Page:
This laser has a wavelength of 1064 nm and lies in the infrared zone. It is in the invisible range and requries a separate aiming beam of visible light to focus. It can pass through clear fluids and is also absorbed by pigmented tissue as the case may in eye and urinary bladder. In otolaryngology it has been usedto debulk tracheobronchial and esophageal lesions for palliation.

Carbondioxide laser:

It has a wavelength of 10,400 nm in the invisible range. It requires an aiming beam of visible light to focus the laser beam. This laser does not pass through optical fibers. It needs special articulated arms and mirrors that reflect the laser beam to the spot of the lesion. This laser beam is absorbed by tissues high in water content and is not color dependent. Reflection and scatter through tissues is minimum. Its tissue effect is in depth and in adjacent tissues laterally. Clinically it is used in laryngeal surgeries to excise papillomas.

Diode laser:

This has a wave length of 600-1000 nm. It can be delvered via optical fibers and is moderately absorbed by melanin and hemoglobin. Diode lasers are used for turbinate reduction, laser assisted stapedectomy and tonsillar ablation.

Safety precautions:

Eye protection to surgeon and assistant by wearing goggles. Wavelenght specific glasses should be worn to prevent retinal damage. Patient's eye should be protected by double layer of saline soaked cotton eye pads. All exposed areas of face are covered by saline soaked pads.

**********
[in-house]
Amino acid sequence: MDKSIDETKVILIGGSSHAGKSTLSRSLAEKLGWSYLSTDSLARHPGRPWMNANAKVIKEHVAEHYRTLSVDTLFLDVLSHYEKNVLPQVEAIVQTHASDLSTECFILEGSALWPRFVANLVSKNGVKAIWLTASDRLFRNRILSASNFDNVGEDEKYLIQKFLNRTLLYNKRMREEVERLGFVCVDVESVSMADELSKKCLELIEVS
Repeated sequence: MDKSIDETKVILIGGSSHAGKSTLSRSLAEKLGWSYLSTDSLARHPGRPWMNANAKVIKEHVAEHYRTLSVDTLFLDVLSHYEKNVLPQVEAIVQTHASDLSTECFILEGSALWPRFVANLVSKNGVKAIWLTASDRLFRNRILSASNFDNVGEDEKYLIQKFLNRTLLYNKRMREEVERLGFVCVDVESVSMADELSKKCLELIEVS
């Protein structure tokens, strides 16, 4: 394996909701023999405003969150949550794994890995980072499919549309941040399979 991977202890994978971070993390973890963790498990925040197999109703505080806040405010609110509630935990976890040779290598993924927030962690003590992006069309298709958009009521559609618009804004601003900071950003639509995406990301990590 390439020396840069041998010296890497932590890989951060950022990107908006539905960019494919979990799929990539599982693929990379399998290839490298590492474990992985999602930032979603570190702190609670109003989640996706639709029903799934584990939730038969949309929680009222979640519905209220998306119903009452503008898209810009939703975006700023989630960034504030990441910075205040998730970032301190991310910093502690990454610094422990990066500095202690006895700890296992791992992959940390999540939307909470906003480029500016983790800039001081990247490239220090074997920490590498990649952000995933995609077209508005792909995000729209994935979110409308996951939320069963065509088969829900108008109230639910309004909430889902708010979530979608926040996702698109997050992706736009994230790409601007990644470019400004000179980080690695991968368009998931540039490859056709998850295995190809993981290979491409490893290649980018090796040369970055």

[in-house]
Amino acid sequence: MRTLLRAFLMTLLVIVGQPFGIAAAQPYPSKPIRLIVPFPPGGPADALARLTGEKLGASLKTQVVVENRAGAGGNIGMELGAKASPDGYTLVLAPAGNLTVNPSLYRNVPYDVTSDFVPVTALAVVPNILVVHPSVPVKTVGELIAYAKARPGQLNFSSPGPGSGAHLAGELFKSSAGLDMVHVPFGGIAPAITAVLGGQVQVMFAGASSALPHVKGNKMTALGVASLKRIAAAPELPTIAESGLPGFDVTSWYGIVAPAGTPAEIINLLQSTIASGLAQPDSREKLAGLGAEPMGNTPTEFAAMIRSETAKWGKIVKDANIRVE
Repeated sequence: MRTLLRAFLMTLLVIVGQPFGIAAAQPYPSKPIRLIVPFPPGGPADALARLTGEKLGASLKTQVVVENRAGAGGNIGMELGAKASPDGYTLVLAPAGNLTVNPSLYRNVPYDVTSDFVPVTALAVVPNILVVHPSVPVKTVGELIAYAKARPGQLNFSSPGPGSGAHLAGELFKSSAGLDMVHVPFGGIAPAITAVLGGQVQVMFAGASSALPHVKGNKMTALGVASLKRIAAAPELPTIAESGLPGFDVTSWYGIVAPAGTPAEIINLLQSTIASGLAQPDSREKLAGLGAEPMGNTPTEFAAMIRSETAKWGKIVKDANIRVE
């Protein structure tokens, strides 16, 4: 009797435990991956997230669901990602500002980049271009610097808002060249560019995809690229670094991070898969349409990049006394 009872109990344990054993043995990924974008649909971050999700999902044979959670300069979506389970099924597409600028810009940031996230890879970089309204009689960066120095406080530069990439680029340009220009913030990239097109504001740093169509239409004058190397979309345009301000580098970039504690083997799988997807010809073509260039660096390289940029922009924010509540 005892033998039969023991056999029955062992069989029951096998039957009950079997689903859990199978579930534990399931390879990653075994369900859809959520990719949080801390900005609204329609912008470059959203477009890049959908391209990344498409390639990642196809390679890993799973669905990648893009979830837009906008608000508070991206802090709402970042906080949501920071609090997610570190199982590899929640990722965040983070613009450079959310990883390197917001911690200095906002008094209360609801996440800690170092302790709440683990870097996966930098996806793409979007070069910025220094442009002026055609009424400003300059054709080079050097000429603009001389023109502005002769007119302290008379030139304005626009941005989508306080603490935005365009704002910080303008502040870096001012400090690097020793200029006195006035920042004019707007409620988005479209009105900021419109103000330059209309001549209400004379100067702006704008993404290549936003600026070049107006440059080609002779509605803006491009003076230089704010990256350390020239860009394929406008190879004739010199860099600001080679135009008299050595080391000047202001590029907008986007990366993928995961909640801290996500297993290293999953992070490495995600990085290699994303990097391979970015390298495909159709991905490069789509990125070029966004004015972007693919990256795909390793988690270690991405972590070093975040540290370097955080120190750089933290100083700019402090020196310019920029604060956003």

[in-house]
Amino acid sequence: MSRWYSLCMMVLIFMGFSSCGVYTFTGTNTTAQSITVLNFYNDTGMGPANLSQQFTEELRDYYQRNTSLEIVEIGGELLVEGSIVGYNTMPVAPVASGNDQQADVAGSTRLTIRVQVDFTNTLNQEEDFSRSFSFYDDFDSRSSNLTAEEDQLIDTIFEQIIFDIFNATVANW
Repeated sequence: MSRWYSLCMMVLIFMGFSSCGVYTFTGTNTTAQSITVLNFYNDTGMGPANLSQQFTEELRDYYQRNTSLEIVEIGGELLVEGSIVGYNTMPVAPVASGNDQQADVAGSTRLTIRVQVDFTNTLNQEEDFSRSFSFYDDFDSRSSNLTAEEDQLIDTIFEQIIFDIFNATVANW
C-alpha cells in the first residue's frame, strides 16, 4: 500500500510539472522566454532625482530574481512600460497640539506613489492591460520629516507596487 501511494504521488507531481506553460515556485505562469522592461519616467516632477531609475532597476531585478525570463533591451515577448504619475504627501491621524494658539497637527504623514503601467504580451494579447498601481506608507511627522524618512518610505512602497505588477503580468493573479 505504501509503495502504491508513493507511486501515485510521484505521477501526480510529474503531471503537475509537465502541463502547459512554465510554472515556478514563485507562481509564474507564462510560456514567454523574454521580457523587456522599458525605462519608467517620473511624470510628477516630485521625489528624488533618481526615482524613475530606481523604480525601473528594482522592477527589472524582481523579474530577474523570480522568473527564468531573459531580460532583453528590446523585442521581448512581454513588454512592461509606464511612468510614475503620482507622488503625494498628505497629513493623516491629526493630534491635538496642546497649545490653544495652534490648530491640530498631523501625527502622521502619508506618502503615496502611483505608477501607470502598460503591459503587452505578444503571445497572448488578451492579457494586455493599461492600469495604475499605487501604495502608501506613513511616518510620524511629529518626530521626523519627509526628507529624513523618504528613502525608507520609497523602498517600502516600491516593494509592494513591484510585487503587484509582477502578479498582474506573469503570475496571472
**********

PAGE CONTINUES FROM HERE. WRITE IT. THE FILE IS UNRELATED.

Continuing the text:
Endotracheal tubes:

Wave specific tubes are available. Rubber tubes are better than PVC as they are more resistant to laser hits. PVC tubes when hit by laser can generate toxic fumes. These endotracheal tubes should be covered by reflective aluminium foils. The cuff of the endotracheal tube should be inflated with blue dye mixed saline and covered with wet cottonoids. In case of accidental hit by laser blue color effusion will warn the surgeon.

Anesthetic gases:

Non inflammable gases are used. Halothane / enflurare are preferred to nitrous oxide. Concentration of oxygen should not exceed 40%.

Smoke evacuation:

Constant suction should be used to suck out fumes released out of laserization of tissue.